Welcome to our website!

Welcome to our website!

Welcome to our website!

Maine Military Authority workers receive layoff notices ahead of bus contract meeting

Workers and management at the Maine Military Authority in Limestone received layoff notices Thursday amid a pause in the organization’s major transit bus contract, according to the Maine State Employees Association.

Employees received notice of the layoff 10 days in advance, said Rod Hiltz, executive director of the Maine State Employees Association, a union that represents 55 Maine Military Authority workers along with other state employees.

Gov. Paul LePage announced last month that his administration would “halt” the Maine Military Authority’s $19 million contract with the Massachusetts Bay Transportation Authority to renovate 32 buses, rather than put Maine taxpayers at risk of having to cover cost-overruns.

Brig. Gen. Douglas Farnham, who oversees the Maine Military Authority as Maine’s top military official, and others in the LePage administration are meeting with the Massachusetts Bay Transportation Authority leaders next week.

Story continues below advertisement.

At a press conference last week near Maine Military Authority’s factory at the former Loring Air Force Base, Farnham said the Maine Military Authority is looking to renegotiate the contract to account for some unexpected difficulties in sourcing and making parts for the articulated buses that are hinged to allow for tight turns and easier maneuverability.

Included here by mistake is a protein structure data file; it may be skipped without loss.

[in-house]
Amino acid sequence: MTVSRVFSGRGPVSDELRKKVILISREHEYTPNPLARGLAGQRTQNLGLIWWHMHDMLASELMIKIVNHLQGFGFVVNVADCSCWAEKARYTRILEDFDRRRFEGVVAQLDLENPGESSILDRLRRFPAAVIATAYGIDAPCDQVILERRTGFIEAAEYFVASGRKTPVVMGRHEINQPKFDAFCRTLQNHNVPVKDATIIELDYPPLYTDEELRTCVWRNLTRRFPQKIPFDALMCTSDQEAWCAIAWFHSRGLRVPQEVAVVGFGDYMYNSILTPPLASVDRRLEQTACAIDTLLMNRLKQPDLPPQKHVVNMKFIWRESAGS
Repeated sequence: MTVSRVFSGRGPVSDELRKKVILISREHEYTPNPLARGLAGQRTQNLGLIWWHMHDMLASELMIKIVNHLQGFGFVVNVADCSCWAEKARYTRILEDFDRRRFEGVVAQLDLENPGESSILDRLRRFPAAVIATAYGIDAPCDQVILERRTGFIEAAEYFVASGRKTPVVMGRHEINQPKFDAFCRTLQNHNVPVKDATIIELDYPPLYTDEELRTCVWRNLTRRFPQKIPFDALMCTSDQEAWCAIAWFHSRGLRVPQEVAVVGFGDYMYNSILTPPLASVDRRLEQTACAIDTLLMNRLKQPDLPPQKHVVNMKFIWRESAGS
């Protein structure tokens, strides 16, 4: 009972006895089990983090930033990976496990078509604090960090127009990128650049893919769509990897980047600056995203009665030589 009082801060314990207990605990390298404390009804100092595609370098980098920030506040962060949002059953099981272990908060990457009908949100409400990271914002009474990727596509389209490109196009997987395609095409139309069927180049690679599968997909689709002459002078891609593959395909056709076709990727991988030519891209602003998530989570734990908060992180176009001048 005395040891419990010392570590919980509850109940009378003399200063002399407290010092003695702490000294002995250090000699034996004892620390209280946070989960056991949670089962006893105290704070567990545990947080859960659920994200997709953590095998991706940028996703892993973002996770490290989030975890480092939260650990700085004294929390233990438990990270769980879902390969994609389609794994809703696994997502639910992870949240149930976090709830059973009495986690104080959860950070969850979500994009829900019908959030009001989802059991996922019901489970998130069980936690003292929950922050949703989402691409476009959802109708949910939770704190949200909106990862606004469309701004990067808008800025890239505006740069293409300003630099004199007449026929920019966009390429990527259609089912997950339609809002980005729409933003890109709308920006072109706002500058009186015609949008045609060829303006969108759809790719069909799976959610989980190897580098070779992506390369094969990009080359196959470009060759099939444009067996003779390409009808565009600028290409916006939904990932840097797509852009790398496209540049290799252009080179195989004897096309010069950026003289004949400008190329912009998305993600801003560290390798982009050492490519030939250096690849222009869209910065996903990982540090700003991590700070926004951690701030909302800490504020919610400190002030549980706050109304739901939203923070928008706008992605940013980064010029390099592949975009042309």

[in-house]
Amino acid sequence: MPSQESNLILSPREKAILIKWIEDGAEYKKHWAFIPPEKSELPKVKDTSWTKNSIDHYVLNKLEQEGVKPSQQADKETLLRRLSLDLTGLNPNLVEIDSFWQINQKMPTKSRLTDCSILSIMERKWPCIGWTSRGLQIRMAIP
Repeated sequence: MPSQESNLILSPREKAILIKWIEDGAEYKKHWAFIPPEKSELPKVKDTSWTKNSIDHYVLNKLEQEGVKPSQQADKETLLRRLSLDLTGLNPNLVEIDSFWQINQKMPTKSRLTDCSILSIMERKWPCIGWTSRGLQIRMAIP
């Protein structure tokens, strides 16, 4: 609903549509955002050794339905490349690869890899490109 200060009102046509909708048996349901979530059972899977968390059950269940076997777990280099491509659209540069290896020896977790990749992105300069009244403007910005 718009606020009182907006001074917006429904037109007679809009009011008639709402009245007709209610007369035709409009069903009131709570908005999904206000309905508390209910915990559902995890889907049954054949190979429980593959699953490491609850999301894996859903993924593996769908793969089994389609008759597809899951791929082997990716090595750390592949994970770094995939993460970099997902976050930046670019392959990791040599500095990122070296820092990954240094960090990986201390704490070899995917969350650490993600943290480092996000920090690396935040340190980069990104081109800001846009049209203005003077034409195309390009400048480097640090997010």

The Maine Military Authority has finished refurbishing 11 of the 32 buses, and Farnham said that work on the transit vehicles would continue, but new purchases on parts and supplies would be frozen until cost issues are resolved.

Layoffs and recalls have occurred before at the Maine Military Authority, which once employed 500 workers in its original business of humvee renovation, and the workers could be called back after a contract is renegotiated, Hiltz said.

“They’re hopeful that something happens next week, and they’ll keep working and won’t get laid off at all,” Hiltz said.


Source link

Leave a Reply

Your email address will not be published. Required fields are marked *